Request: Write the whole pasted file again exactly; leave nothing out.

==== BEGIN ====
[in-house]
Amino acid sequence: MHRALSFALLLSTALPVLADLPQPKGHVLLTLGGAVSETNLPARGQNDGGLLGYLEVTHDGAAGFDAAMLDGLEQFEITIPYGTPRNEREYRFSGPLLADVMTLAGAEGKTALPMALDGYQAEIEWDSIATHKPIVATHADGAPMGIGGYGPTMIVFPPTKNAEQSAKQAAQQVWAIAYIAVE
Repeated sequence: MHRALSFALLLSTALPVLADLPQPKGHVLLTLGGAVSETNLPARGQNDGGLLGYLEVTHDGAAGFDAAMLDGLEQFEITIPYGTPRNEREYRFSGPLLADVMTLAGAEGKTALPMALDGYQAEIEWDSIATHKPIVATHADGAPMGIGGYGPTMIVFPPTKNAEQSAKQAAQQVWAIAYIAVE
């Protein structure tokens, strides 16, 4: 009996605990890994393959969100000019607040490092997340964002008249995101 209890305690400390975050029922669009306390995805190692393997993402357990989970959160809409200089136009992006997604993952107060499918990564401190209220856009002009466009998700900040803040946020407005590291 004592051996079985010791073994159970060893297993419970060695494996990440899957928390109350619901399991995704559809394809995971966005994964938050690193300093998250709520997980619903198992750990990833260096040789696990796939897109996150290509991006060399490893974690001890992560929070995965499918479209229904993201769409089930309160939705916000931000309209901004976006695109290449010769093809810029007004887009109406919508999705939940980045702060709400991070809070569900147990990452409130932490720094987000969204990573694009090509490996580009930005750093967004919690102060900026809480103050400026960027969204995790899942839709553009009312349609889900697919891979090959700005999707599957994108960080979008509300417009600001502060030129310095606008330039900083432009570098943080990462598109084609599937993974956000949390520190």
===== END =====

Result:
[in-house]
Amino acid sequence: MHRALSFALLLSTALPVLADLPQPKGHVLLTLGGAVSETNLPARGQNDGGLLGYLEVTHDGAAGFDAAMLDGLEQFEITIPYGTPRNEREYRFSGPLLADVMTLAGAEGKTALPMALDGYQAEIEWDSIATHKPIVATHADGAPMGIGGYGPTMIVFPPTKNAEQSAKQAAQQVWAIAYIAVE
Repeated sequence: MHRALSFALLLSTALPVLADLPQPKGHVLLTLGGAVSETNLPARGQNDGGLLGYLEVTHDGAAGFDAAMLDGLEQFEITIPYGTPRNEREYRFSGPLLADVMTLAGAEGKTALPMALDGYQAEIEWDSIATHKPIVATHADGAPMGIGGYGPTMIVFPPTKNAEQSAKQAAQQVWAIAYIAVE
């Protein structure tokens, strides 16, 4: 009996605990890994393959969100000019607040490092997340964002008249995101 209890305690400390975050029922669009306390995805190692393997993402357990989970959160809409200089136009992006997604993952107060499918990564401190209220856009002009466009998700900040803040946020407005590291 004592051996079985010791073994159970060893297993419970060695494996990440899957928390109350619901399991995704559809394809995971966005994964938050690193300093998250709520997980619903198992750990990833260096040789696990796939897109996150290509991006060399490893974690001890992560929070995965499918479209229904993201769409089930309160939705916000931000309209901004976006695109290449010769093809810029007004887009109406919508999705939940980045702060709400991070809070569900147990990452409130932490720094987000969204990573694009090509490996580009930005750093967004919690102060900026809480103050400026960027969204995790899942839709553009009312349609889900697919891979090959700005999707599957994108960080979008509300417009600001502060030129310095606008330039900083432009570098943080990462598109084609599937993974956000949390520190």